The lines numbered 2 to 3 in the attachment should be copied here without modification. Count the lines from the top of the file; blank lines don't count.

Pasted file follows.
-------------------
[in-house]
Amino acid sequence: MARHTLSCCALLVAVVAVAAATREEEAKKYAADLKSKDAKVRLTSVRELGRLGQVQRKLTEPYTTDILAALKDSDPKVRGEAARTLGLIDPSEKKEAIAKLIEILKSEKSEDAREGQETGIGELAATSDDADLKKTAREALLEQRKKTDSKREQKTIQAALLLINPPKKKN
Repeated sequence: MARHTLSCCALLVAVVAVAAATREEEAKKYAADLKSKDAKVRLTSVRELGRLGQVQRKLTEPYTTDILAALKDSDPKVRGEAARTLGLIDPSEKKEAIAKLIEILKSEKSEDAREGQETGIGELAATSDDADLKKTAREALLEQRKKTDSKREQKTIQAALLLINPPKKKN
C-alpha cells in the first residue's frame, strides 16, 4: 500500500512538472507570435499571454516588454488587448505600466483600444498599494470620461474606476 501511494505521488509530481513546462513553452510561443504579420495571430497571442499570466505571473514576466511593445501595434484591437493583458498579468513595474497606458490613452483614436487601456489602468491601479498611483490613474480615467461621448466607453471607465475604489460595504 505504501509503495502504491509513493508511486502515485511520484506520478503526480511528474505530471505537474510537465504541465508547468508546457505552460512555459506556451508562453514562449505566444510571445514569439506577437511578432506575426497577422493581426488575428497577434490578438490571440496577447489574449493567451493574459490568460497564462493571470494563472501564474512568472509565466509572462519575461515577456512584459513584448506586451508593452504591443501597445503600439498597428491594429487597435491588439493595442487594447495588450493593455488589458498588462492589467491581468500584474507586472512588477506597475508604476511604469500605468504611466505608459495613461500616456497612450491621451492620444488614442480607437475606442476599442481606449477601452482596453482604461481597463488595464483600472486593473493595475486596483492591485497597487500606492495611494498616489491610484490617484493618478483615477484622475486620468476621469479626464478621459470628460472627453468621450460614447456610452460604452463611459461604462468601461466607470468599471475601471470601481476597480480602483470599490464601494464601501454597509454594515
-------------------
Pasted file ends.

Amino acid sequence: MARHTLSCCALLVAVVAVAAATREEEAKKYAADLKSKDAKVRLTSVRELGRLGQVQRKLTEPYTTDILAALKDSDPKVRGEAARTLGLIDPSEKKEAIAKLIEILKSEKSEDAREGQETGIGELAATSDDADLKKTAREALLEQRKKTDSKREQKTIQAALLLINPPKKKN
Repeated sequence: MARHTLSCCALLVAVVAVAAATREEEAKKYAADLKSKDAKVRLTSVRELGRLGQVQRKLTEPYTTDILAALKDSDPKVRGEAARTLGLIDPSEKKEAIAKLIEILKSEKSEDAREGQETGIGELAATSDDADLKKTAREALLEQRKKTDSKREQKTIQAALLLINPPKKKN